Student Agency: Voice, Choice, Ownership

Student Agency: Voice, Choice, Ownership

by Jay Brownrigg, ES Physical Education Teacher

As a Physical Education (PE) teacher, I am often asked by students, “Which sport can we play?” or “Why are we doing this?” or “I want to learn how to do this”. These types of questions lead me to think more about having the students take charge of their learning during PE classes. The International Baccalaureate Primary Years Program (PYP) uses the term student agency, and states “students with agency use their own initiative and will, and take responsibility and ownership of their learning. They direct their learning with a strong sense of identity and self-belief, and in conjunction with others, thereby building a sense of community and awareness of the opinions, values and needs of others." To simplify this, PYP schools speak about giving students ‘voice, choice and ownership’ over their learning. After attending a Professional Learning workshop on student agency last December, I decided to apply the concept more in my PE classes here at YIS, especially in Grade 5.

As we started the final unit of the year, I decided to listen to the Grade 5 students' "voice" about what they exactly thought Net Games, the name of our unit, meant. The students decided that Volleyball, Badminton, Table Tennis and Short Tennis fit under the umbrella of Net Games. ‘Voice’ is a part of Student Agency that doesn’t just happen at the beginning of a unit; it can occur at any time. A perfect example of this is how one Grade 5 class decided to remove Volleyball from the unit as they felt they didn’t have enough time to learn about it.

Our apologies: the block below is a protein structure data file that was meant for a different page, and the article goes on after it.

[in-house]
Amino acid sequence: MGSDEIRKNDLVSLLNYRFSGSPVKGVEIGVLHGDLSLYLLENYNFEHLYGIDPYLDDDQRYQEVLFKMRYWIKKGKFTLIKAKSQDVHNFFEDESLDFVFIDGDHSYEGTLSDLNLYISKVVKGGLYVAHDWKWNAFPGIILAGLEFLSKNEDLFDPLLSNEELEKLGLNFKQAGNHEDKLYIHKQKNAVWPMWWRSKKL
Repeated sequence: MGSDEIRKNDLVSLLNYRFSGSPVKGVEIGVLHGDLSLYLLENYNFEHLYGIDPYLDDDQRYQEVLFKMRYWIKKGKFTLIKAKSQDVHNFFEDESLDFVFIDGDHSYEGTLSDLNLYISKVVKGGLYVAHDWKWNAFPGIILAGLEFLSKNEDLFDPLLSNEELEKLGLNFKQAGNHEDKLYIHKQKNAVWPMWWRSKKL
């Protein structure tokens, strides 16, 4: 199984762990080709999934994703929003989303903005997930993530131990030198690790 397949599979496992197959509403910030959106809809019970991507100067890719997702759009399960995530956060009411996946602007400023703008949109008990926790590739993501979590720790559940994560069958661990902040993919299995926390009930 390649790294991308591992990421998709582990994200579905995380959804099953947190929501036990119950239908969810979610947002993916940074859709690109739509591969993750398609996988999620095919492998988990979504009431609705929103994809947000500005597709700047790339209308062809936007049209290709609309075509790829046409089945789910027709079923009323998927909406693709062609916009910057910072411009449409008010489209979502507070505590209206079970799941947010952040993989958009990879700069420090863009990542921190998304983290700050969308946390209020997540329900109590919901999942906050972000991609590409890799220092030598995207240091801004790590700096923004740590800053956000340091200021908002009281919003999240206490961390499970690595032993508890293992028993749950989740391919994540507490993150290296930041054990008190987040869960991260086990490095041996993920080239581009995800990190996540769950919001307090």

When looking at "choice", the students from each class had the choice of which of the Net Games they wanted to learn more about. Their choice was open but they did have to keep in mind their time management - would they be able to learn about three different sports in the small amount of time they had? Many students decided to change their choices and reduced their focus to just one net game.

The students then created their own questions to guide their inquiry and documented this by posting to Seesaw during each PE session, thereby taking "ownership" of their unit. The idea of having them document their own learning and keep track of their progress as they find answers to their questions is crucial to providing a sense of ownership. To get answers to their questions, students could use each other as resources if there were experts on the games among them; they could do some research online, or they could ask me for help. Their questions ranged from “How do you score in table tennis?” to “What are the different ways to serve in all net games?”. 

The process above instilled confidence and knowledge in the students, which led to agency.  Now, when they enter the gym for our unit they set up the tables and nets, get straight into their learning and they are focused on their task; they do not wait for a teacher to tell them what to do. It is a very powerful dynamic to observe as it demonstrates learning and maturity. The unit is still ongoing and we all look forward to seeing where the students learning journey takes them.


International Baccalaureate (2018, p.1) Primary Years Program - The Learner